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DVD SAVANT

Viva María!


Viva María!
MGM
1965 / Color / 2:35 anamorphic 16:9 / 120 117 min. / Street Date April 5, 2004 / 14.95
Starring Jeanne Moreau, Brigitte Bardot, George Hamilton
Cinematography Henri Decaë
Production Designer Bernard Evein
Film Editor Suzanne Baron, Kenout Peltier
Original Music Georges Delerue
Written by Louis Malle, Jean-Claude Carrière
Produced by Óscar Dancigers
Directed by Louis Malle

Reviewed by Glenn Erickson

Louis Malle's widescreen Western epic is quite a departure from his B&W thrillers and slice-of-life dramas. The movie is sort of Heller in Pink Tights meets La Revolucíon and is as commercial a French movie as one could imagine - it teams two top stars, Brigitte Bardot and Jeanne Moreau.

Viva María! takes frequent detours into broad comedy and even slapstick but maintains a whimsical tone of innocence with an almost nostalgic attitude toward revolutionary fervor. Moreau and Bardot are sexy rebels that use their talents and charms to stir the common people to revolt - without any specific topical references to get in the way.

Synopsis:

Maria (Brigitte Bardot), the Irish-French orphan of a terrorist bomber, quickly learns about love and the theater when she joins a travelling music hall group in the Latin American country of San Miguel. She pairs with another Maria (Jeanne Moreau) in a racy stage act that thrills the locals with songs and a partial striptease. Running afoul of local land barons, crooked militia and underhanded priests, they side with revolutionary Florès (George Hamilton) after witnessing a massacre. Maria's expertise with machine guns and dynamite comes in handy in their battles with the forces of oppression!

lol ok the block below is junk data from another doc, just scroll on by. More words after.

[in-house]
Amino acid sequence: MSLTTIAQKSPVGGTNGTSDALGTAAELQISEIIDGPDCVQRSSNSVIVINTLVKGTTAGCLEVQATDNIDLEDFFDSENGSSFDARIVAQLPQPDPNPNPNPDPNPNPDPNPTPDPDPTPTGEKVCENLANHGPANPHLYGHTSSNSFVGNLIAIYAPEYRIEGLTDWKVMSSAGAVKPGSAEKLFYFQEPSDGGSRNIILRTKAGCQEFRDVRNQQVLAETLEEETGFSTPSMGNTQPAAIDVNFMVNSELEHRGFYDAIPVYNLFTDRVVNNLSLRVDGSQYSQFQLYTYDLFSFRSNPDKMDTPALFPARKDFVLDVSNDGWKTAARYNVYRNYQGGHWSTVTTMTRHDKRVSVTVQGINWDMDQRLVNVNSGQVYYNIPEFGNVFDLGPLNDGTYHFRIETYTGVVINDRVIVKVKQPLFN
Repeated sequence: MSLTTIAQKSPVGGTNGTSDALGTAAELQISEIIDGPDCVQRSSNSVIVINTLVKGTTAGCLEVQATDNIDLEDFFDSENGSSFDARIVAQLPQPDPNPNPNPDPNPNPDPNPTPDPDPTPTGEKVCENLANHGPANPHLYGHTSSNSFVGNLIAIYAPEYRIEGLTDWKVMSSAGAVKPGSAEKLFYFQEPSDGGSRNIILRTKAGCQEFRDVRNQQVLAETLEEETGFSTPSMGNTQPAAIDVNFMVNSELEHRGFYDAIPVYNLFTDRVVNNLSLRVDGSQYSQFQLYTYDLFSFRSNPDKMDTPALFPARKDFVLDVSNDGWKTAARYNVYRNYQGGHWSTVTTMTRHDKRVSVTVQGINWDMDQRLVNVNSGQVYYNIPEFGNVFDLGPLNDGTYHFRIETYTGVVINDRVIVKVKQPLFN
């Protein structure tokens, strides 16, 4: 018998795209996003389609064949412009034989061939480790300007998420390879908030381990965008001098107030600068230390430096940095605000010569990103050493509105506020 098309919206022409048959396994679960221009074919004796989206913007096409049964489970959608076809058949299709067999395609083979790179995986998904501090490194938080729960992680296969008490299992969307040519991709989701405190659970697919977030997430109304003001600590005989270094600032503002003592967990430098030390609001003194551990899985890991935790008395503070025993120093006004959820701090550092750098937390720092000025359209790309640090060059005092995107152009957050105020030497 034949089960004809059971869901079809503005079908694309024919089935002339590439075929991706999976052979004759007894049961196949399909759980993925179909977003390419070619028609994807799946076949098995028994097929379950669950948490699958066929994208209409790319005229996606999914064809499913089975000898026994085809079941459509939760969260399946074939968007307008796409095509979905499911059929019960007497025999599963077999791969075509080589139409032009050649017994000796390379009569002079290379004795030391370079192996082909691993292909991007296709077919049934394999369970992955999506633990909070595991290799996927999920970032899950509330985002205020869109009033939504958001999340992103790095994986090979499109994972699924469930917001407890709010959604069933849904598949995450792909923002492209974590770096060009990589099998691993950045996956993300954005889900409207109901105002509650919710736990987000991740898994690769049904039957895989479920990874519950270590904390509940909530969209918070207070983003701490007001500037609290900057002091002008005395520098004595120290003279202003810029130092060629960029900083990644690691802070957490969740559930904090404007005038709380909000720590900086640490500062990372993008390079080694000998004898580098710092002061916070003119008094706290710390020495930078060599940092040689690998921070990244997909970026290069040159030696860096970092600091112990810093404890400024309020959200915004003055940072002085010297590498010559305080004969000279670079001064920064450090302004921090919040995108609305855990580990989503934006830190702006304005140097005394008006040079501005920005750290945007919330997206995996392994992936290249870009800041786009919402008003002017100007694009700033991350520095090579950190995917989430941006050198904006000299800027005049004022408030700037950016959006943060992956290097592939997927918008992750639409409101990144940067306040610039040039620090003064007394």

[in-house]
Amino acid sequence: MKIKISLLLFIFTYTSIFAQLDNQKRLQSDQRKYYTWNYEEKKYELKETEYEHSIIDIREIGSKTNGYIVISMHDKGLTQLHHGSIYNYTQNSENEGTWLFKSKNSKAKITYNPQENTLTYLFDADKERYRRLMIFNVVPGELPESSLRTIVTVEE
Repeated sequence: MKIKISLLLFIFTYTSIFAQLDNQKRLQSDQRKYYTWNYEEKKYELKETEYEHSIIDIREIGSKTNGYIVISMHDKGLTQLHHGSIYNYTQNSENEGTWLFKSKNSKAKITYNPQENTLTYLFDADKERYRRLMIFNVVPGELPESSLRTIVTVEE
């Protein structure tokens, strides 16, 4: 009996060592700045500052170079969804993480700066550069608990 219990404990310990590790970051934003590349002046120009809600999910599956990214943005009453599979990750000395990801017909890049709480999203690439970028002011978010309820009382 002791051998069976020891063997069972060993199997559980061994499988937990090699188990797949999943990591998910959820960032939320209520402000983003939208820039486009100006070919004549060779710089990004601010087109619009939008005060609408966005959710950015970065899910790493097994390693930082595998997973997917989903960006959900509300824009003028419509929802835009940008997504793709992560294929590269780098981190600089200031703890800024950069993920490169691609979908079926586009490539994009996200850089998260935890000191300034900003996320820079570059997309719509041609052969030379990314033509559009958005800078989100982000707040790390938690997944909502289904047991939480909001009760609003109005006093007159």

Viva María! is charming, sexy, funny and intelligent, a combination of qualities hard to come by in a genre farce. Louis Malle and Jean-Claude Carrière's script succeeds by placing an amusing theatrical troupe in the middle of a comic-opera civil war. Every performer has a funny personality. The English owner is trying to perfect a gun that shoots around corners. A magician dazzles the rube spectators with feats of magic like plucking the bullet out of a freshly-shot dove and bringing it back to life. The brutish strong man is devoted to his tiny wife. And the son of one of the performers is continually being slapped for showing a precocious interest in the troupe's headliners, 'The Two Marias.'

Bardot's part-musical introduction shows her childhood as an assistant dynamiter for her Irish father, a mad bomber for the I.R.A. (Fernando Wagner, one of the German generals in The Wild Bunch). When a bridge job goes bad and she has to blow up her own father, the un-worldly Bardot joins the theatrical caravan and teams up with Moreau, singing charming duets that frequently end in a strip-tease. She also discovers what sex is all about, taking a string of casual lovers in time-honored Mae West fashion. The liberating thing about all this supposedly amoral content is that the two Marias are in a position to pick and choose their male partners. No shame is connected to their free lifestyle, and the rest of the troupe respects them.

Viva María! has a sly sense of humor. Peasants exchange chickens and pigs for admission to The Two Marias' notorious act. Entering the dictatorship of San Miguel, the troupe has to pass through the hands of English customs agents - all of whom are ever-so-polite, tea-drinking Anglo-Africans. Some of the jokes border on the surreal, as when a forced march through the desert passes the skeleton of a horse and its rider - upright, with the human skeleton still in the saddle!